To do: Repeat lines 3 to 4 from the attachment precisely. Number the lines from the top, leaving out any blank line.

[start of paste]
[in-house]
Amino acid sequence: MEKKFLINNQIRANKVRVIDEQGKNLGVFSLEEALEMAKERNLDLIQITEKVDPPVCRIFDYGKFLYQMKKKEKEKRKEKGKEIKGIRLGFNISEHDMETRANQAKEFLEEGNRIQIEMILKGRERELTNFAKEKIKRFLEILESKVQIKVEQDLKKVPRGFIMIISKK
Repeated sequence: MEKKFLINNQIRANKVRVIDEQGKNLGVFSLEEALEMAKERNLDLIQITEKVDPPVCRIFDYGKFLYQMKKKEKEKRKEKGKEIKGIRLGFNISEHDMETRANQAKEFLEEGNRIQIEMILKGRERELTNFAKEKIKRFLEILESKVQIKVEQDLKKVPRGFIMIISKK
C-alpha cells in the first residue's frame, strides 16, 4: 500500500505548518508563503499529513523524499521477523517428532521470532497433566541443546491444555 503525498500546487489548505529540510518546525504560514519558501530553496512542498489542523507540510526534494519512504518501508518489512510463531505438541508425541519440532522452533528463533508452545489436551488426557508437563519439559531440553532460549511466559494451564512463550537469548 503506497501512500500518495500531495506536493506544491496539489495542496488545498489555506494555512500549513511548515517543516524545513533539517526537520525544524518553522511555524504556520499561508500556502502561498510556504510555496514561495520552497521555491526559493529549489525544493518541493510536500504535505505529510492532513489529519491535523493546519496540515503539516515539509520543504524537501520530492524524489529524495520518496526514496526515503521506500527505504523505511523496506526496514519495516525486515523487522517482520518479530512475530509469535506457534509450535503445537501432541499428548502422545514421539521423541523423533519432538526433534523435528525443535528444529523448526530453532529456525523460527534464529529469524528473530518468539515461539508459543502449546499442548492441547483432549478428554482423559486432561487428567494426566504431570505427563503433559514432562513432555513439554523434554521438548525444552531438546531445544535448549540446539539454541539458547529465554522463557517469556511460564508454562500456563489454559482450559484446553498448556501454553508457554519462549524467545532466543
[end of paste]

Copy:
Repeated sequence: MEKKFLINNQIRANKVRVIDEQGKNLGVFSLEEALEMAKERNLDLIQITEKVDPPVCRIFDYGKFLYQMKKKEKEKRKEKGKEIKGIRLGFNISEHDMETRANQAKEFLEEGNRIQIEMILKGRERELTNFAKEKIKRFLEILESKVQIKVEQDLKKVPRGFIMIISKK
C-alpha cells in the first residue's frame, strides 16, 4: 500500500505548518508563503499529513523524499521477523517428532521470532497433566541443546491444555 503525498500546487489548505529540510518546525504560514519558501530553496512542498489542523507540510526534494519512504518501508518489512510463531505438541508425541519440532522452533528463533508452545489436551488426557508437563519439559531440553532460549511466559494451564512463550537469548 503506497501512500500518495500531495506536493506544491496539489495542496488545498489555506494555512500549513511548515517543516524545513533539517526537520525544524518553522511555524504556520499561508500556502502561498510556504510555496514561495520552497521555491526559493529549489525544493518541493510536500504535505505529510492532513489529519491535523493546519496540515503539516515539509520543504524537501520530492524524489529524495520518496526514496526515503521506500527505504523505511523496506526496514519495516525486515523487522517482520518479530512475530509469535506457534509450535503445537501432541499428548502422545514421539521423541523423533519432538526433534523435528525443535528444529523448526530453532529456525523460527534464529529469524528473530518468539515461539508459543502449546499442548492441547483432549478428554482423559486432561487428567494426566504431570505427563503433559514432562513432555513439554523434554521438548525444552531438546531445544535448549540446539539454541539458547529465554522463557517469556511460564508454562500456563489454559482450559484446553498448556501454553508457554519462549524467545532466543